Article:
|Beetles in love|
Two giant beetles are going at it hammer and tongs, hanging from a rafter at Camp Day in an acrobatic embrace, the never-ending cycle of creation. We're in the forest of Day, some 5,000 feet above sea level, and these beetles are clearly exhibitionists. After the coupling a large cloudy bubble starts emerging from the arse of what I assume to be the female.
And the beetles aren't the only ones doing it, either. In the forest a large grey, red-arsed baboon seems to be infected with the randies as he pursues various female members of his troop. They gallop across the ground and are now swarming all over the branches of a tree on the brink of a ravine's abyss, chattering, barking away and swinging around like idiots. It looks and sounds just like an executive board meeting of your favourite company. A particularly loud bark resonates over the others; ah, the CEO has taken the floor.
|Forest of Day|
|Forest of Day|
Adam, meanwhile, has been looking morosely ahead ever since we started our descent down the precipitous dirt track across this twisted, corrugated land – he's out of qat. We too take five, then move on into the Goda massif across broad, shallow, bone-dry wadis. We twist upwards amid gaunt tiers of mountains, past little copses of bright yellow-trunked and branched acacias, and into the village of Randa, an administrative hill village in colonial times, where a spring of water keeps trees and plants green. Adam rushes off on his royal hunt of the qat. Moroseness now evaporating, he returns with his bunch, and we trundle back down to the coast, all cheek bulge, green teeth and idiot grin.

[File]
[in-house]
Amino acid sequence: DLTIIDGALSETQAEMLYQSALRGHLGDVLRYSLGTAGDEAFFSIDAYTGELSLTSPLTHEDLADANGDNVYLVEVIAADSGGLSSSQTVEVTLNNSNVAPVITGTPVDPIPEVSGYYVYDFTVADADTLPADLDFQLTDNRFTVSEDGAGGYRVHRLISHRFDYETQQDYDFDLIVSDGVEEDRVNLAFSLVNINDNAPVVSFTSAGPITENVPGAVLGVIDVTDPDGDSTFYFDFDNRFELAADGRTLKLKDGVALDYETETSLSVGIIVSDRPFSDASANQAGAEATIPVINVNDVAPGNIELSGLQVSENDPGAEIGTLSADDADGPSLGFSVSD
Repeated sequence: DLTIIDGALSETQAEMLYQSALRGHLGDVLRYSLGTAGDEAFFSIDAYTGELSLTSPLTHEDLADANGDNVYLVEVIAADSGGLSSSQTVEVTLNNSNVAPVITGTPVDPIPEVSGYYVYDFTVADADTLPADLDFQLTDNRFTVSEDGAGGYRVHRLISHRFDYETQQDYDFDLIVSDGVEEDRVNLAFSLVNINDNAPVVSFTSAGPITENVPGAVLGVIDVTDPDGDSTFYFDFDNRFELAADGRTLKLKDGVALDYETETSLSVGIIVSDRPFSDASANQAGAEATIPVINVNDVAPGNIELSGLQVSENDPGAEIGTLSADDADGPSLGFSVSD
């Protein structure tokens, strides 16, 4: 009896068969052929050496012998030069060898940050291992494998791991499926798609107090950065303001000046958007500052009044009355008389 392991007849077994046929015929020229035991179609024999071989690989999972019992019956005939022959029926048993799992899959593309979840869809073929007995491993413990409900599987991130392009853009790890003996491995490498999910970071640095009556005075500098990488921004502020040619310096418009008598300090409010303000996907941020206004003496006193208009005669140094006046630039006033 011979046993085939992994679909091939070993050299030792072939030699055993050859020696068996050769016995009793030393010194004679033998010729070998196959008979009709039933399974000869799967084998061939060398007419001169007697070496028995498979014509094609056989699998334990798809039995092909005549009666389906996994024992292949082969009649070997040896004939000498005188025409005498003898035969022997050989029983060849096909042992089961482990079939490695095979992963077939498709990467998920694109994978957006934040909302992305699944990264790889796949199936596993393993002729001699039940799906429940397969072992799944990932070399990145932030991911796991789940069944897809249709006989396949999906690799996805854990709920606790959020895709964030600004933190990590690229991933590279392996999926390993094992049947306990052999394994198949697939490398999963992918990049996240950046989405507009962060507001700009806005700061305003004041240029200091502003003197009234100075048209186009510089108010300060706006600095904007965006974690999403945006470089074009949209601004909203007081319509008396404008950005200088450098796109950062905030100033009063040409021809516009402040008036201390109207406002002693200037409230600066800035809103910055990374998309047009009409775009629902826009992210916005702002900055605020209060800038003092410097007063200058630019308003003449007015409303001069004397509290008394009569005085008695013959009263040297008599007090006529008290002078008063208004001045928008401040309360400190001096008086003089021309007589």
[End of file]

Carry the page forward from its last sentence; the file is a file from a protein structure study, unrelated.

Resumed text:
He has six front teeth missing in his upper jaw but he's a sprightly gent as he warms to his theme. The Afars, who inhabit much of Djibouti and parts of neighbouring Ethiopia, Eritrea, and Somalia, are the direct descendants of Ramses II and the ancient Egyptians, he waxes. It was the French who brought the Issas (Somalis) into their colonial construct, the Afars accepted them, and now the Issas hold the ruling positions. What's more, the Saudis who are building a new port near Djibouti town, have found some black stuff shooting up and immediately cemented it over and moved the site because they know it's oil that will drain all their reserves.
|Camels taking five|
|Village mosque on way to Randa|